Being a major force in an iconic band is probably pretty great all around, but the curse is that it can be difficult to convince your fans to let you move on. When Slash split with Axl, it was hard not to compare everything he did afterwards with Guns ‘N’ Roses.
When Omar Rodriguez-Lopez started his new band Bosnian Rainbows after splitting with longtime musical collaborator and Mars Volta bandmate Cedric Bixler-Zavala, it was hard not to compare it with the band they made famous.
On Saturday, September 14, Bosnian Rainbows played a powerful show at The Biltmore that made that comparison moot. Omar was joined by fellow Mars Volta alumni, drummer Deantoni Parks, but their resume was not evident, nor did it matter. This was, in every sense, a new band, with an impressive new energy.
It’s easy to talk about the characters with the sprawling legacy, about Omar and his habit of forming bands that leave a lasting impact on music. But the character most worthy of talk, and the one who gives Bosnian Rainbows its power, is lead singer Terri Gender-Bender.
It’s difficult to describe Terri, as her stage performance reveals a kind of feral awkwardness. Before starting the first song she shook out her limbs like a swimmer preparing for a race. She’s all upper body, swinging elbows about like a possessed chicken, and then throwing her arms back and trembling violently, as if taken by the Holy Ghost. But she is an endearing host, one whose awkward and unconventional motion was easily lovable.
Where she shows rightful confidence is in front of the microphone. Terri has absolute command of her voice, and her deep baritone hung above The Biltmore like the thick smoke of old cigarettes. Her performance was absolutely committed, and she owned the entire show.
Disappointingly, the show was only about an hour, and after the band played their only set, the lights went out and the small crowd thundered for more, but none came. Soon enough the lights went up and the show was over. It was a show that had me literally asking for more.
Bosnian Rainbows’ stage is an odd arrangement. With no bass guitarist, keyboardist Nicci Kasper takes over those roles, fusing them with synth leads and experimental sound manipulation. He sat behind a cage of keyboards and boxes, cables stretching out of everything and snaking through the darkness below. Half in his nest with him was drummer Deantoni Parks, whose low kit was almost invisible beyond the frame of Kasper’s den.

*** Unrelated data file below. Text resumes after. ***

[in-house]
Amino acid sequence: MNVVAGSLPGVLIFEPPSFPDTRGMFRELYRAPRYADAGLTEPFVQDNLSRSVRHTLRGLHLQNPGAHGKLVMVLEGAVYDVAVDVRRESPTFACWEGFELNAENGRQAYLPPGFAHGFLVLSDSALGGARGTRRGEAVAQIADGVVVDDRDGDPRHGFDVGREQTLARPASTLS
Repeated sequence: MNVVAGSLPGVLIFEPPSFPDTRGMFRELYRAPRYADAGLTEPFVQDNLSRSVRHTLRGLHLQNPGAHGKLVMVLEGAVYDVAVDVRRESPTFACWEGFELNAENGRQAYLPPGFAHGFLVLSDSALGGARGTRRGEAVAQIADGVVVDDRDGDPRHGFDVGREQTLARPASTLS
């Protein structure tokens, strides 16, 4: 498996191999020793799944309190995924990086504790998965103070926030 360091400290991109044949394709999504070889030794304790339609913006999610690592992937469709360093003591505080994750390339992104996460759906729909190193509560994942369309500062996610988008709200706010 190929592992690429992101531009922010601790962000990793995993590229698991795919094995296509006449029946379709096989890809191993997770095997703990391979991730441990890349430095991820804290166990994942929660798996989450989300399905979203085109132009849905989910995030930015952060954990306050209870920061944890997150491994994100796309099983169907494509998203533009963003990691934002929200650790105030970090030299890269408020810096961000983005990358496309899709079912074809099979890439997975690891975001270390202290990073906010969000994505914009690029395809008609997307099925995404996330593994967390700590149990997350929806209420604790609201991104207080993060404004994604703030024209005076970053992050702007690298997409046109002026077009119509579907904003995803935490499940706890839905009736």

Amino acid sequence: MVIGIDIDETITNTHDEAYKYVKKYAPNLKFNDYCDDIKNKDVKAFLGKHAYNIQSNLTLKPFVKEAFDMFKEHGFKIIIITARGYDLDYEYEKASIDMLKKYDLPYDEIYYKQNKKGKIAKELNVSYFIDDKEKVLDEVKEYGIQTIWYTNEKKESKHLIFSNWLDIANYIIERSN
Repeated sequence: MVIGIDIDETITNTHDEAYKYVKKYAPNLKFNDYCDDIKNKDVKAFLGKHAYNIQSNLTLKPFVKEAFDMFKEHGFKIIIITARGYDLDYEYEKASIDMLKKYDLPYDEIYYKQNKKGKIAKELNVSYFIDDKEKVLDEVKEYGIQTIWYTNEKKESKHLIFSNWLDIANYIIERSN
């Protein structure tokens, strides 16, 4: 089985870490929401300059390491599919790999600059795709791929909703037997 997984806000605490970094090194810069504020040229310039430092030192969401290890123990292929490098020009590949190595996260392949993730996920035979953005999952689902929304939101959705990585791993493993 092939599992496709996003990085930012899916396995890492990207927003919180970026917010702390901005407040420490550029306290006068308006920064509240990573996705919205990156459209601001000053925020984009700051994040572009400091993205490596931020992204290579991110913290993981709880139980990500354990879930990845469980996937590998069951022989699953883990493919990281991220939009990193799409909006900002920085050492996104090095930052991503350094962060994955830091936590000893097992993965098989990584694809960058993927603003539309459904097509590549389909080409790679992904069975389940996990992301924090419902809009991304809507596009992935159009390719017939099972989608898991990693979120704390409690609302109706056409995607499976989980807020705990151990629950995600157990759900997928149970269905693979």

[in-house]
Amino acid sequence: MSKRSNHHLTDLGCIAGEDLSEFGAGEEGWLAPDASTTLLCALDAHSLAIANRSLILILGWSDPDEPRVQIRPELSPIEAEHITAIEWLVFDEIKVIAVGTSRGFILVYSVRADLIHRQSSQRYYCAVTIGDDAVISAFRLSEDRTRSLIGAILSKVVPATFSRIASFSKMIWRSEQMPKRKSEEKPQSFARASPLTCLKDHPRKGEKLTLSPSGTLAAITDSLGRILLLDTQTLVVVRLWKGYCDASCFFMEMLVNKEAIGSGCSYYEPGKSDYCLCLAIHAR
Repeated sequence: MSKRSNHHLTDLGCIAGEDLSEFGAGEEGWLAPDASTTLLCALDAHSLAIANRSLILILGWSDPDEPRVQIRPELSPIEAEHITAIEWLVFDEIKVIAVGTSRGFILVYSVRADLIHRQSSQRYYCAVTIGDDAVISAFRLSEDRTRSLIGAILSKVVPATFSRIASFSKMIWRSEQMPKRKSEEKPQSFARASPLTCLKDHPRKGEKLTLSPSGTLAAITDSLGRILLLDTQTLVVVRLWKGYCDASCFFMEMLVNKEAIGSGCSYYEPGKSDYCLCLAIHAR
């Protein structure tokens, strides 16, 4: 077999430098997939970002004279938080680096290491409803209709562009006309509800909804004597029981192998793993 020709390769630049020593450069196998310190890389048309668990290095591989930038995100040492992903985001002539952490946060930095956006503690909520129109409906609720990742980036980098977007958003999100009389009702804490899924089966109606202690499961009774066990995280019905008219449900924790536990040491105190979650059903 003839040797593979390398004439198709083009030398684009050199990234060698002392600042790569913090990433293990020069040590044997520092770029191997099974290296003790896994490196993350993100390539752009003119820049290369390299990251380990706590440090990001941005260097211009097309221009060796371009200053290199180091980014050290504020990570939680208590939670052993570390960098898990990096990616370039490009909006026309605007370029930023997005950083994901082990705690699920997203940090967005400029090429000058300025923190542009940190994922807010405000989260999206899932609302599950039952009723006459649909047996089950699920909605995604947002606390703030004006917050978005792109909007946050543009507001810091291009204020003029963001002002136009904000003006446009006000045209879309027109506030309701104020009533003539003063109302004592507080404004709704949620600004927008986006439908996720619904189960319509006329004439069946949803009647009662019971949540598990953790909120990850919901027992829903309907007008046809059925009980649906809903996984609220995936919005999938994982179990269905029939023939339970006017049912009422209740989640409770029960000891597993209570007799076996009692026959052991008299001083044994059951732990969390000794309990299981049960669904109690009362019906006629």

The band’s set list was excellently played, if not a bit boring. They opened with the first three tracks from their debut album unbroken, and after about a half hour, it was clear that their intention was to play the entire album in track order. With no covers, surprises, or extended jams, the show felt a bit predictable – but the renditions were absolutely spot on.
Despite the performers’ legacy, the crowd at The Biltmore was intimate. But considering the band is only a year old, even that was impressive. Most of the audience was made up of longtime Mars Volta and At the Drive-In fans, but the love was clearly for Bosnian Rainbows. Terri walked away with not one but two absurdly-sized bouquets of flowers.
Omar is well-known for having his hand in a hundred different projects at a time – over his career he’s led bands like At the Drive-In, De Facto, El Grupo Nuevo de Omar Rodriguez-Lopez, and The Mars Volta, and each one has experimented with new styles and challenged listeners. But through almost all of his projects, the one thing he has always kept as a constant is longtime collaborator Cedric Bixler-Zavala. For the first time, he has started a major project without the help of his old bandmate, and with that change, Bosnian Rainbows sounds and feels like the first truly experimental thing Omar’s done in years.
Read Garin’s review of Bosnian Rainbows’ self-titled debut.